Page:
A big trend in television right now is to revive popular shows from the past. Coming soon to Netflix is a new version of Full House, and that follows on previous revivals of shows such as Mr. Show with Bob and David and Arrested Development. The Fox TV network is reviving the X-Files this coming January, after having already brought back the show 24. And this fall, NBC revived the show Heroes after it was canceled back in 2010. There’s also a new Muppet Show on the air now. Yes, it appears that what’s old is new again in the world of television. And with this trend growing, we here at Goliath take a look at 10 TV other shows we think deserve to be revived or rebooted.
The HBO Western Deadwood only ran for three seasons spanning 36 episodes between 2004 and 2006. And while it was a critical darling and won awards for actor Ian McShane, who played the foul-mouthed saloon owner Al Swearengen, Deadwood was canceled unceremoniously due to poor ratings. And sadly, the cancellation was sudden and immediate. The show was not given a chance to end properly, resolve its loose threads and give fans a satisfying conclusion. Instead, the show just never came back after the end of the third season. This is the type of show that could be revived and given the conclusion that fans have been calling for over the past decade. With a stellar cast that includes actors Timothy Olyphant, John Hawkes and Brad Dourif, Deadwood is one show that deserves to be brought back to life.
9. Happy Endings
Rolling Stone magazine called the comedy Happy Endings, which aired on ABC from 2011-2013, “The most underrated, under-watched series on the air.” This show was funny — seriously funny. It had great writing and one-liners, and came up with tons of original and hilarious situations, like when one character goes to a friend’s wedding and gets stuck sitting at the “Skype table,” which is a bunch of laptop computers arranged in a circle and everyone’s face peering out from the screens. Great stuff. Yet despite the expert comedy, Happy Endings, which centered on six pals—three girls and three guys—could never escape the comparisons with the NBC hit show Friends. Mediocre ratings led to ABC canceling the program after 57 episodes. But there are rumours it is being shopped around to other networks. And if the same team of writers is still behind this show, it would be well worth taking a risk on it.
8. Freaks and Geeks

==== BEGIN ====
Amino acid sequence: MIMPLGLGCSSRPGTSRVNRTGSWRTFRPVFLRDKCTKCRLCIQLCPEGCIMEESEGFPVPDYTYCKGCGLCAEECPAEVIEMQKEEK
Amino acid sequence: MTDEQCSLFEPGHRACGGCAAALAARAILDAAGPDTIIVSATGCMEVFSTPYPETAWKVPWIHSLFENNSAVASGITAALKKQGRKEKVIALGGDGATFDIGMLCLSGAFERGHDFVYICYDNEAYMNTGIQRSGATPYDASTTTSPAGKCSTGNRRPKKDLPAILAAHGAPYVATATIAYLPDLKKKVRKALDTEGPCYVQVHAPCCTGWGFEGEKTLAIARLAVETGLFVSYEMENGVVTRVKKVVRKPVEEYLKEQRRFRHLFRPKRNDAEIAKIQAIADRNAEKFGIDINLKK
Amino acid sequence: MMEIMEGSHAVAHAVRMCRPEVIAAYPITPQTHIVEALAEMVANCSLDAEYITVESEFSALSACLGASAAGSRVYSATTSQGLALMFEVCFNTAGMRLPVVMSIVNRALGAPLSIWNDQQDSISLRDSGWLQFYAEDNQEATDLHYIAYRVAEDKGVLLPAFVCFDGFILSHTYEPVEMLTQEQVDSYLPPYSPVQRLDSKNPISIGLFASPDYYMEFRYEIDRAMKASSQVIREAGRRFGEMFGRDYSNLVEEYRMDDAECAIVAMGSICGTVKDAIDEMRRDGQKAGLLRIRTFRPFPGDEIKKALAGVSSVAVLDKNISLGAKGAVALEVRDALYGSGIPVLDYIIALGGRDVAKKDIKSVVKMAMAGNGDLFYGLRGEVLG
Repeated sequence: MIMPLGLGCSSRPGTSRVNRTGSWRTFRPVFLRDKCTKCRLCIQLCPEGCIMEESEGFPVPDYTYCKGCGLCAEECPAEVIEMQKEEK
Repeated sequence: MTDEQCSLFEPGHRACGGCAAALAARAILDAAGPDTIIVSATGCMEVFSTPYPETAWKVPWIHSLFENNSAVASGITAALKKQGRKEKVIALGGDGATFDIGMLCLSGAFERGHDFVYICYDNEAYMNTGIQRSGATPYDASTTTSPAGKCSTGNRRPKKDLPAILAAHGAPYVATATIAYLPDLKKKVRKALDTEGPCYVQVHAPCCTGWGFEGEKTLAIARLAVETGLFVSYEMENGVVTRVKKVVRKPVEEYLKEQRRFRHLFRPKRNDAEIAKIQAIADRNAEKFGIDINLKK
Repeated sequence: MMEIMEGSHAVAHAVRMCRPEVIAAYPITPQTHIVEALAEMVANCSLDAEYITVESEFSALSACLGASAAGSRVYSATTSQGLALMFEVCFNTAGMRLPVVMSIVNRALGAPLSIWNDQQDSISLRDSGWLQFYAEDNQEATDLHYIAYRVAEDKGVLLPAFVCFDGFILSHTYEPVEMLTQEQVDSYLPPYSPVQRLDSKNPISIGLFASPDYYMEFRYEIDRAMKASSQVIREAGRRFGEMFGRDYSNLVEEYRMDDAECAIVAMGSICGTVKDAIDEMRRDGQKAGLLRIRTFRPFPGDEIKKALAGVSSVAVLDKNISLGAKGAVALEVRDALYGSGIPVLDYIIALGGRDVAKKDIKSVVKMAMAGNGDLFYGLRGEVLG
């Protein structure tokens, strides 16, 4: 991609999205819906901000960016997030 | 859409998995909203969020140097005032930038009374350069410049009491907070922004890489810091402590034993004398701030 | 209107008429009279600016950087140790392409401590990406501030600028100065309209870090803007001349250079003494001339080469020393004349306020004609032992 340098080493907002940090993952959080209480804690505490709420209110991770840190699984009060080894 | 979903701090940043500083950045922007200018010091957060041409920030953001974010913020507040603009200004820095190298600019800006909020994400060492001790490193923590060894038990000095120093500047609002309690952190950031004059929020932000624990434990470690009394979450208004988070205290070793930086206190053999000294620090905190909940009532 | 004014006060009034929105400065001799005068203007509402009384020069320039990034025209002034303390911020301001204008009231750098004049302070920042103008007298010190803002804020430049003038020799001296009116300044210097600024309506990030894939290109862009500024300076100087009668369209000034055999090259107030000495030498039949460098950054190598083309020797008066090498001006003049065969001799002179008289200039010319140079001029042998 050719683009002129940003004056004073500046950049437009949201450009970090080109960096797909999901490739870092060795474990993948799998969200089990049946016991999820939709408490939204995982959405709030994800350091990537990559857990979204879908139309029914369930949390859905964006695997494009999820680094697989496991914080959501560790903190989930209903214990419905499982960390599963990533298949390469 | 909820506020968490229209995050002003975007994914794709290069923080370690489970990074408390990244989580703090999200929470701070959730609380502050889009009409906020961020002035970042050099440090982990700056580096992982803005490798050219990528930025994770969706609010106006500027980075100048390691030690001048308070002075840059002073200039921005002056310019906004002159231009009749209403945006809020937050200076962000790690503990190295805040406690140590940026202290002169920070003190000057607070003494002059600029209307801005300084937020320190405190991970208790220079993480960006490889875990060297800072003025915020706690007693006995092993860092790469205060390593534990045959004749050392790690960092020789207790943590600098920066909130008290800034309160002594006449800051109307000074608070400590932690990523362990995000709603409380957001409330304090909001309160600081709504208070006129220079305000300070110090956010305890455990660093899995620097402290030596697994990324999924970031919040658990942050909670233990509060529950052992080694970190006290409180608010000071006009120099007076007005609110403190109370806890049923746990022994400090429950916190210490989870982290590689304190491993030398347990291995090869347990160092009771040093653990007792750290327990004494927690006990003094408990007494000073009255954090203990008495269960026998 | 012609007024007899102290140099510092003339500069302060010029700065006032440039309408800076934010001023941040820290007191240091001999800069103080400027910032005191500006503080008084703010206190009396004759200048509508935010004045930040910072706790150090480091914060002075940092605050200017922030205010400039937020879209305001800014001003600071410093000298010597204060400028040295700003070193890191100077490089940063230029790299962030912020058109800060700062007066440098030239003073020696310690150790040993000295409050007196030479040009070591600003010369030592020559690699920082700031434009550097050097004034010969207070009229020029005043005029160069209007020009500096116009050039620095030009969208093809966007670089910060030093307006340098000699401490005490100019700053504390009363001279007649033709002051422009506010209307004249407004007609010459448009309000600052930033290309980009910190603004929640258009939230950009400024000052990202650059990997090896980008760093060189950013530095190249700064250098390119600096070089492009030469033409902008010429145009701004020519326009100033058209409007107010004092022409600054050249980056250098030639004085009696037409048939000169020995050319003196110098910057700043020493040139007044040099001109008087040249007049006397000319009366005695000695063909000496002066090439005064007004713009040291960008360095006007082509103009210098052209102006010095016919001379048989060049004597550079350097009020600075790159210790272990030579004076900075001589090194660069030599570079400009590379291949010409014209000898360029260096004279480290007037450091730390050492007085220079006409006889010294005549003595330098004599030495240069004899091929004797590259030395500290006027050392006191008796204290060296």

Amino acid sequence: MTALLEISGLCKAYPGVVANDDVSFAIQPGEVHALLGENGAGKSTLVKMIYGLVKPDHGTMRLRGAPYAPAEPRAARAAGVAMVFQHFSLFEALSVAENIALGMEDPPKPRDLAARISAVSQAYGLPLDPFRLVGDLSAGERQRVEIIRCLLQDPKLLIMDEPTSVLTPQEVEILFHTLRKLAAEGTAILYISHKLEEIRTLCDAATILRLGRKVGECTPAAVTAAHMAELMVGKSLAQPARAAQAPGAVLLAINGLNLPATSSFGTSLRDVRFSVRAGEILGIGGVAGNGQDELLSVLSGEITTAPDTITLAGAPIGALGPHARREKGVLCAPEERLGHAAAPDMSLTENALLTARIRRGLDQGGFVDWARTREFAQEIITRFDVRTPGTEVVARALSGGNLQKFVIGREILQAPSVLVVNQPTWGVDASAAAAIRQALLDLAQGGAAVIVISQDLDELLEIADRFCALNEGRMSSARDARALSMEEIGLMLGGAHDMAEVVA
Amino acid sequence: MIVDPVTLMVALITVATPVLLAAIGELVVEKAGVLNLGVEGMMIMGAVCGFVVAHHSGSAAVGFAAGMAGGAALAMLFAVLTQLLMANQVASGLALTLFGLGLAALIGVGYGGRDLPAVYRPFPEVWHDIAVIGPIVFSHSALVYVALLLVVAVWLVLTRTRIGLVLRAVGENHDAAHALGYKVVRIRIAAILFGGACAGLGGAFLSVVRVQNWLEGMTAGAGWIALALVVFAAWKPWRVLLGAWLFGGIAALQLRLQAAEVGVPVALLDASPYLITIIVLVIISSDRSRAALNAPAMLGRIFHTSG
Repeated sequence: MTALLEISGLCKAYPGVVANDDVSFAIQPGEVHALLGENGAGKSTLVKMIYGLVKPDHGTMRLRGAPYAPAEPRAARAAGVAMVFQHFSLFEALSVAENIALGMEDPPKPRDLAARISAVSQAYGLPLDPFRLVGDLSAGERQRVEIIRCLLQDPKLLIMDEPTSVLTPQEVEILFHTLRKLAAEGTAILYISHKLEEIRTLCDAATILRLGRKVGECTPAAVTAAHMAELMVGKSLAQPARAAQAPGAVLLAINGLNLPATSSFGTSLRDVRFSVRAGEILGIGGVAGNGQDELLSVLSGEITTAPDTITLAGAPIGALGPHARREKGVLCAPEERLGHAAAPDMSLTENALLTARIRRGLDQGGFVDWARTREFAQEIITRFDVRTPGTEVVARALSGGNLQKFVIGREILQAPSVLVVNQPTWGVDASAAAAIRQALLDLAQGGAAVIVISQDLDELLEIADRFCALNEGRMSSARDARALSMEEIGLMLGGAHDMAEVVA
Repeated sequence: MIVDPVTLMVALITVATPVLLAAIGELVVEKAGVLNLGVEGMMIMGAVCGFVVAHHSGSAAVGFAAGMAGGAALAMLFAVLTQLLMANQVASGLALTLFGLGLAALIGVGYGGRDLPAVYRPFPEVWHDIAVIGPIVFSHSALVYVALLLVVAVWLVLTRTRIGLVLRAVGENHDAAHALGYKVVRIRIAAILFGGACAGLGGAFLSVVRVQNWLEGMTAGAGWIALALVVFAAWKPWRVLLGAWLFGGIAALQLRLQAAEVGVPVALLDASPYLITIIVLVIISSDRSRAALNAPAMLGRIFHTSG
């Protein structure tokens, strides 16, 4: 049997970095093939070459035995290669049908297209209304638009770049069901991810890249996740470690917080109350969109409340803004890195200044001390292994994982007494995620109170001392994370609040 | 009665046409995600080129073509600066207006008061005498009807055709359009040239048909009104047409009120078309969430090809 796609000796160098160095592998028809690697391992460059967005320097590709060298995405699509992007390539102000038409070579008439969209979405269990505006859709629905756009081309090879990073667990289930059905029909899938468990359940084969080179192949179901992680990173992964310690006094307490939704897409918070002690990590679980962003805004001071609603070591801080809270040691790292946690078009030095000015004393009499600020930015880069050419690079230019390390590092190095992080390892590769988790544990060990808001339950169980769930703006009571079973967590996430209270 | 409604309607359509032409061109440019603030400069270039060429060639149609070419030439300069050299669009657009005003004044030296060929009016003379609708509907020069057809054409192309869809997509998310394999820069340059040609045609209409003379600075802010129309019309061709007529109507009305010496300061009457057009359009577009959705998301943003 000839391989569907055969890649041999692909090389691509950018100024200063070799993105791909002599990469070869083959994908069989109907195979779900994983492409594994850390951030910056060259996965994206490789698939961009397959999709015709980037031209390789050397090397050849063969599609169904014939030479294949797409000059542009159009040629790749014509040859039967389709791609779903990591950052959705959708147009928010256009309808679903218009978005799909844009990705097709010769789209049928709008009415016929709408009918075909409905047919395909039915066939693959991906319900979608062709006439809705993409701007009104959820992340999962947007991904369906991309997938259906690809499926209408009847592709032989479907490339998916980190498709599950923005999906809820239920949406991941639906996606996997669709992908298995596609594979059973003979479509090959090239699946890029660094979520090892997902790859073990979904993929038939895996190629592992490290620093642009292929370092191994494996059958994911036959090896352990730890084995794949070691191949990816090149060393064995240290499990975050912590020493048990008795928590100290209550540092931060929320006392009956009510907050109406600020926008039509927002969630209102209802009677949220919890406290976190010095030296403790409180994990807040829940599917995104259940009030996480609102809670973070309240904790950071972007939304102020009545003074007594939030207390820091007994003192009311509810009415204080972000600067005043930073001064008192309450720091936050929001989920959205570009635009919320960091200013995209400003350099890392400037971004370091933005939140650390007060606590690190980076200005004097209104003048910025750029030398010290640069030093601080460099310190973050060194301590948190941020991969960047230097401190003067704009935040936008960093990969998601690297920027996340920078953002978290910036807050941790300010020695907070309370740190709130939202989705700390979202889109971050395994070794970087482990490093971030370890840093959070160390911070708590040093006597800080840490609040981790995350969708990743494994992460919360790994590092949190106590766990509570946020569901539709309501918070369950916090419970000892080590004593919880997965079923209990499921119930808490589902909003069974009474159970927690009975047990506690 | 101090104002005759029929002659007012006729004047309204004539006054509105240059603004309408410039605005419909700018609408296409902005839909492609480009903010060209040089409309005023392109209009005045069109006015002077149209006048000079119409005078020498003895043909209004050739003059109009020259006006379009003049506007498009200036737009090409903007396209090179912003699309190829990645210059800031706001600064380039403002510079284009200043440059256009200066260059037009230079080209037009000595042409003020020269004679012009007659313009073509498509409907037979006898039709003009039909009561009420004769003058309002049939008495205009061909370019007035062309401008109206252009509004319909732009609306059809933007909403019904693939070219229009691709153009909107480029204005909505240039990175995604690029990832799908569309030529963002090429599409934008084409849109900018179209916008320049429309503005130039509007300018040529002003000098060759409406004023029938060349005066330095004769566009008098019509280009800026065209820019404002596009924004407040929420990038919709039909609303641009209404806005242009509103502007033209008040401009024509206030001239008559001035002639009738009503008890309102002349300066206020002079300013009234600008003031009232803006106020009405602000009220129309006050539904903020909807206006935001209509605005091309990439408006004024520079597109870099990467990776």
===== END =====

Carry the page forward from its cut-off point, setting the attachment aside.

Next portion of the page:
A cult classic TV show from the creative force of Judd Apatow, Freaks and Geeks is one of the best shows ever about high school. A half hour comedy that aired on the Fox network, Freaks and Geeks was a show loaded with talent. The cast included then-unknown actors such as James Franco, Seth Rogen and Jason Segal. Yet despite its awesomeness, the show never caught on with mainstream viewers and was canceled after only 18 episodes. This show would need to be rebooted given the current age of the original stars—none of whom could pass as high schoolers now. But with a new talented cast and Judd Apatow back behind the scenes, there’s no reason why Freaks and Geeks couldn’t return to Netflix or another streaming service. This show’s popularity has only grown with time.
7. The Facts of Life
Keep the concept of a bunch of high school girls learning about life and love while living at a boarding prep school, but update it with a modern cast and modern storylines. The original show was a big hit when it aired on NBC from 1979 to 1988, and there’s no reason to think a modern version of the show couldn’t work again and attract an audience of teenage girls and their families. But the key here is to make the stories, situations and issues fit today’s society. What passes for a teenage problem today is a little different than what was considered a teenage issue back in 1982. But this is a show that people still remember fondly, and the name recognition would likely peak interest and prompt a good number of people to tune in. Hey, if they can revive Full House, they can also revive The Facts of Life.
6. Quantum Leap
This show was a hit when it aired on CBS from 1989 to 1993. It starred actor Scott Bakula as Dr. Sam Beckett, who finds himself trapped in time and leaping into the body of a new person in a different time period each week—righting wrongs and altering circumstances along the way. Dr. Beckett’s only connection home is through a hologram called “Al.” The show concluded with a narrator saying that Sam Beckett never did make it home and remained trapped in time forever. That’s as loose an ending as you’re going to get in television, and it leaves the door open for a reboot of this classic series—which would be even more awesome today given the advances in special effects. With a new cast and superior special effects, Quantum Leap could jump forward into the future and bring a whole new audience with it.
5. The Twilight Zone